Return of HIPs ruled out as agents invited to pilot buyer and seller property information packs

Agents are being invited to take part in a pilot of buyer and seller property information (BASPI) packs that would aim to speed up transactions.

The Home Buying and Selling Group (HBSG) has been working on a digitised form that agents could send for vendors to complete before marketing a property.

It would contain all the relevant property information, and the idea would be for it to be included on portal listings and sent with a memorandum of sale.

The form would also be accessible to lenders and valuers to help reduce queries, and conveyancers could match information with their own searches.

Beth Rudolph, chair of the HBSG, said industry bodies such as the Council of Licensed Conveyancers (CLC), Law Society, RICS and NAEA Propertymark are supportive of the idea.

Speaking at yesterday’s CLC annual conference, Rudolph said: “We are going to pilot it and are hoping to have 500 transactions through large estate agents to establish the impact on the chain.”

She added that the group had originally said “Let’s get Home Information Packs back” but realised this would not be acceptable.

She said: “We have tried to produce something that can be done for free and encourage people to add more information.”

NAEA Propertymark has concurrently been triallling its own property information questionnaire and point of sale protocol that can be completed online at the point of instruction.

Simon Wilkinson, from NAEA Propertymark, said 200 properties have been put through this system and it has reduced completion times from an average of 13 weeks to eight.



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  1. LetItGo

    Great idea but waste of time. Vendors wont engage and conveyancing solicitors will hate it because they will fee threatened.

    1. revilo

      Agreed! And HIP is much easier to say than BASPI…

  2. Woodentop

    Conveyancers have been hostile to this idea for decades, they are the ones that need to be convinced and local government/utilities departments having the information readily available. I don’t think there is a single agents who does not want the system improved ….. but improved!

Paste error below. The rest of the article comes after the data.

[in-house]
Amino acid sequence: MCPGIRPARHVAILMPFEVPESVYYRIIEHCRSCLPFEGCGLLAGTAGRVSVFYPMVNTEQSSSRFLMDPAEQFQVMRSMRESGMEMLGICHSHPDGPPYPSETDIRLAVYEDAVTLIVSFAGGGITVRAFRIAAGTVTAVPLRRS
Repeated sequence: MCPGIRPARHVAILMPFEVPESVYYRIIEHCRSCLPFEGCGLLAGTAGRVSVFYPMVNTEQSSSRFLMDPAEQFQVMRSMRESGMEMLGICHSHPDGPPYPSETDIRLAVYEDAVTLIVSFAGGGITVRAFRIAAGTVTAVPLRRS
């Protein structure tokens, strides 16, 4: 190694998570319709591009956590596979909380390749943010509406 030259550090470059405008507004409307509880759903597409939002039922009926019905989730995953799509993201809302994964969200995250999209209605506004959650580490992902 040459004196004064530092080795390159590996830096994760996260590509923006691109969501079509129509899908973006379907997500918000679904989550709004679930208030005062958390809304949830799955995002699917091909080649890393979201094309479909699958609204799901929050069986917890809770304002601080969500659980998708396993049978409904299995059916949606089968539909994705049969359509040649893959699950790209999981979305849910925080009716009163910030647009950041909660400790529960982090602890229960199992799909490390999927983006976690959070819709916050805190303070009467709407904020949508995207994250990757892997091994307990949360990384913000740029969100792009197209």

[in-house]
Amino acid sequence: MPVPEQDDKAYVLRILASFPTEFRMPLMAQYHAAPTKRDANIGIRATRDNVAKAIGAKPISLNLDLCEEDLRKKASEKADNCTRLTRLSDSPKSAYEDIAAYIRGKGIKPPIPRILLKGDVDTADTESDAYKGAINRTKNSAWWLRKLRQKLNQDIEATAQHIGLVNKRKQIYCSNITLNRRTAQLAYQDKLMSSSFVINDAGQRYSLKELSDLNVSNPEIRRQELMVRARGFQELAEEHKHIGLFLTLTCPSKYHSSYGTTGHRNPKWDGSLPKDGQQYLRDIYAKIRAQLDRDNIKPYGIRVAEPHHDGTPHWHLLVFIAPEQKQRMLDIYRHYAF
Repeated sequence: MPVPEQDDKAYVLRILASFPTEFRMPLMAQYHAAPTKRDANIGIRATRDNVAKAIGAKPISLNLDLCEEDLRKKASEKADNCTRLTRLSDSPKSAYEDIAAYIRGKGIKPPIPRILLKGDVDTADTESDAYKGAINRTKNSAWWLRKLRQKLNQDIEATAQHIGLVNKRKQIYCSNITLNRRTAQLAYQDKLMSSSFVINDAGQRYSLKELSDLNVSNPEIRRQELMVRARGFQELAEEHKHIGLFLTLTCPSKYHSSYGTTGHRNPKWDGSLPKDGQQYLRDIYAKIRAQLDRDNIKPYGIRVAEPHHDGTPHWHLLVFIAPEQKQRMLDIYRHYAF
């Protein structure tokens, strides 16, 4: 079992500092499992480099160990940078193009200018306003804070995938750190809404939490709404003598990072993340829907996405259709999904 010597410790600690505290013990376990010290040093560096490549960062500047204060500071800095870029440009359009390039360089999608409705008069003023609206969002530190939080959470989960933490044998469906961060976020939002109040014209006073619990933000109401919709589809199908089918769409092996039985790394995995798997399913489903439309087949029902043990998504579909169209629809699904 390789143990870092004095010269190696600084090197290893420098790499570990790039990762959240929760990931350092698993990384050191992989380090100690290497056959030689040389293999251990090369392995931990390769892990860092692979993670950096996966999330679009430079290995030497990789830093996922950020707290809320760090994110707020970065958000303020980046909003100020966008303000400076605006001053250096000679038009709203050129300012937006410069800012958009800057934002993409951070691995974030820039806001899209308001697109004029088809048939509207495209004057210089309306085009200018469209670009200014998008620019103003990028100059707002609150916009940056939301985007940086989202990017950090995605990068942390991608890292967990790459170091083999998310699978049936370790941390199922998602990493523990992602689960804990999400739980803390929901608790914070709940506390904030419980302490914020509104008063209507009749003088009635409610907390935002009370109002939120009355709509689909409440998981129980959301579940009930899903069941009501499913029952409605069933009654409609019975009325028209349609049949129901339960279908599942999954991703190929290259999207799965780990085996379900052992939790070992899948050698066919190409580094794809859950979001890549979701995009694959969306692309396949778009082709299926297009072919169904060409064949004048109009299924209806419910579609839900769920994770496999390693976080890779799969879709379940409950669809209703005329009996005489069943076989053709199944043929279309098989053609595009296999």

How much does it cost? Who is going to pay? Who is doing the work? Another free workload forced onto agents?

  3. TwitterSalisPropNews

    Have the Agents really press the seller to get their lawyer ready at the point of marketing – we certainly don’t charge a penny if the seller then changes their mind – so when the Memo is issued, the lawyer does not wait the usual 2-3 weeks before sending anything out (even a 30 second plan from the Land Registry website for £3)

    But you need a conveyancing firm who cares to offer that.

    We cannot get enough of estate agents instructing us to do that.

    Care is the crux of it.

  4. Andrew Stanton Proptech Real Estate Strategist

    More paper, more paper, well in digitised form. For me less paper, far less operations within the conveyancing process, machines moving data 24/7 rather than people sitting on pieces of paper for weeks, digital street initiative at Land Registry coming to fruition and digital passports on all property, which have stored in them every element of the property – the planning, the construction the component parts of the property, and as it is changed, extended etc, all these changes are digitally recorded in a sealed digital filing cabinet. All the legals will be in the passport too.  Start with the new builds and roll it out to all property, within 10 years a vast swathe of property will be a digital imprint, which at point of sale will be easy to plug into the property industry matrix. The buyer will know exactly what they are buying as will all other stakeholders, lenders, solicitors etc. Speed of transaction will finally mean something. Is this a Utopian dream, well if you met some of the bright young people I meet writing complex mathematical equations on whiteboards and the coders who are quietly solving small problems one by one, you will be surprised how soon all of this is going to be a waking reality.

    1. RedRebel

      That’s called Blockchain right! 10 years you are right, at least. Land Reg are well behind with digital street due to only 6 local authorities on boarded for digitised searches after 2 years. The main problem is conveyancers not wanting to take any risk. Decades before this gets sorted. Don’t try and change everything at once, it is too big. Start with the easy wins, buyers want more info upfront and sellers, once they understand the value of transparency, will follow as long as no upfront costs.

    2. Alan Murray

      Aha just the sort of offensive nonsense which tends to be written by techheads who have never practiced conveyancing for even one day and have zero idea of the intricacies required to do the job properly and efficiently. Oh yes, technology that is the answer.

      Hilarious, nobody has yet PROVED to me why turning the process over to machines is going to improve the system overnight. Lots of firms use technology now and all they tend to be is very bad conveyancers with technology. I challenge you to name me one firm using the best technology available now which is actually professional, efficient and competent and not a total nightmare to have on the other side of a transaction and a disgrace to the profession.

      If you can I will eat my hat, but I am not sat here wasting time seasoning the meal!


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